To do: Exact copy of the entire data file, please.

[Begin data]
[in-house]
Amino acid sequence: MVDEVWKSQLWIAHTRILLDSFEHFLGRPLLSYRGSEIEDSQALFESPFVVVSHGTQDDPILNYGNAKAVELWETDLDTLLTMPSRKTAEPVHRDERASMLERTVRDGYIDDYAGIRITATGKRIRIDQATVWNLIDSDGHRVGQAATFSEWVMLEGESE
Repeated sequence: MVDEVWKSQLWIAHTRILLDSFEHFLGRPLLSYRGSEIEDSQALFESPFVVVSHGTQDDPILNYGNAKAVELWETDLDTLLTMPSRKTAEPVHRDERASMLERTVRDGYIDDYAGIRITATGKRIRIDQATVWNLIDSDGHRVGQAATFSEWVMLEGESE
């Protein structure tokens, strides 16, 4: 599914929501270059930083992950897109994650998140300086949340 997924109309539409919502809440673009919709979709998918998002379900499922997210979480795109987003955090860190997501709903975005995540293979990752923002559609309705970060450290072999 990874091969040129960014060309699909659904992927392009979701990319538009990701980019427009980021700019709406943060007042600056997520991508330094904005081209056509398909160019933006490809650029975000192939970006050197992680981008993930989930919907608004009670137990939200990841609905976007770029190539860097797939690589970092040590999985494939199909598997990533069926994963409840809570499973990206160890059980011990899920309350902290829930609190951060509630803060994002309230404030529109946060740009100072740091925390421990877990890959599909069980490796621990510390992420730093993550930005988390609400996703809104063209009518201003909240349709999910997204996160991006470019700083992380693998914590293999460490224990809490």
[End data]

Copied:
[in-house]
Amino acid sequence: MVDEVWKSQLWIAHTRILLDSFEHFLGRPLLSYRGSEIEDSQALFESPFVVVSHGTQDDPILNYGNAKAVELWETDLDTLLTMPSRKTAEPVHRDERASMLERTVRDGYIDDYAGIRITATGKRIRIDQATVWNLIDSDGHRVGQAATFSEWVMLEGESE
Repeated sequence: MVDEVWKSQLWIAHTRILLDSFEHFLGRPLLSYRGSEIEDSQALFESPFVVVSHGTQDDPILNYGNAKAVELWETDLDTLLTMPSRKTAEPVHRDERASMLERTVRDGYIDDYAGIRITATGKRIRIDQATVWNLIDSDGHRVGQAATFSEWVMLEGESE
């Protein structure tokens, strides 16, 4: 599914929501270059930083992950897109994650998140300086949340 997924109309539409919502809440673009919709979709998918998002379900499922997210979480795109987003955090860190997501709903975005995540293979990752923002559609309705970060450290072999 990874091969040129960014060309699909659904992927392009979701990319538009990701980019427009980021700019709406943060007042600056997520991508330094904005081209056509398909160019933006490809650029975000192939970006050197992680981008993930989930919907608004009670137990939200990841609905976007770029190539860097797939690589970092040590999985494939199909598997990533069926994963409840809570499973990206160890059980011990899920309350902290829930609190951060509630803060994002309230404030529109946060740009100072740091925390421990877990890959599909069980490796621990510390992420730093993550930005988390609400996703809104063209009518201003909240349709999910997204996160991006470019700083992380693998914590293999460490224990809490």